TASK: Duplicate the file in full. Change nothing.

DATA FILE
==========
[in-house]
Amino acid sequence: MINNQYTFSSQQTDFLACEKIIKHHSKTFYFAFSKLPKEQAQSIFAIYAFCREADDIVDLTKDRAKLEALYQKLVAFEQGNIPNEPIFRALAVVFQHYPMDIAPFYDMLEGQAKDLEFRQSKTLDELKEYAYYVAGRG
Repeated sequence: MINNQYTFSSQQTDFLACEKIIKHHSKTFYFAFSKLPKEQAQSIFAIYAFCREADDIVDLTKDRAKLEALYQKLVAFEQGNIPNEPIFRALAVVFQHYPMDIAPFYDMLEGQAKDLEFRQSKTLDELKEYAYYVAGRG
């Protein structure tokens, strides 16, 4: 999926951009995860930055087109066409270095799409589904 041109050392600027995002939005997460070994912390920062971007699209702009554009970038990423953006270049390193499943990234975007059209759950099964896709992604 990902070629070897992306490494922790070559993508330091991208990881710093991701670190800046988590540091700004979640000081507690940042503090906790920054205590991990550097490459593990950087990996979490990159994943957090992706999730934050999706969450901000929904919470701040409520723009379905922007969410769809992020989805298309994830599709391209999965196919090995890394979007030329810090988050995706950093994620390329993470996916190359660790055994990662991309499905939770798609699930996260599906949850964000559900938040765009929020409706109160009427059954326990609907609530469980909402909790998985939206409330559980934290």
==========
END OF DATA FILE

[in-house]
Amino acid sequence: MINNQYTFSSQQTDFLACEKIIKHHSKTFYFAFSKLPKEQAQSIFAIYAFCREADDIVDLTKDRAKLEALYQKLVAFEQGNIPNEPIFRALAVVFQHYPMDIAPFYDMLEGQAKDLEFRQSKTLDELKEYAYYVAGRG
Repeated sequence: MINNQYTFSSQQTDFLACEKIIKHHSKTFYFAFSKLPKEQAQSIFAIYAFCREADDIVDLTKDRAKLEALYQKLVAFEQGNIPNEPIFRALAVVFQHYPMDIAPFYDMLEGQAKDLEFRQSKTLDELKEYAYYVAGRG
């Protein structure tokens, strides 16, 4: 999926951009995860930055087109066409270095799409589904 041109050392600027995002939005997460070994912390920062971007699209702009554009970038990423953006270049390193499943990234975007059209759950099964896709992604 990902070629070897992306490494922790070559993508330091991208990881710093991701670190800046988590540091700004979640000081507690940042503090906790920054205590991990550097490459593990950087990996979490990159994943957090992706999730934050999706969450901000929904919470701040409520723009379905922007969410769809992020989805298309994830599709391209999965196919090995890394979007030329810090988050995706950093994620390329993470996916190359660790055994990662991309499905939770798609699930996260599906949850964000559900938040765009929020409706109160009427059954326990609907609530469980909402909790998985939206409330559980934290």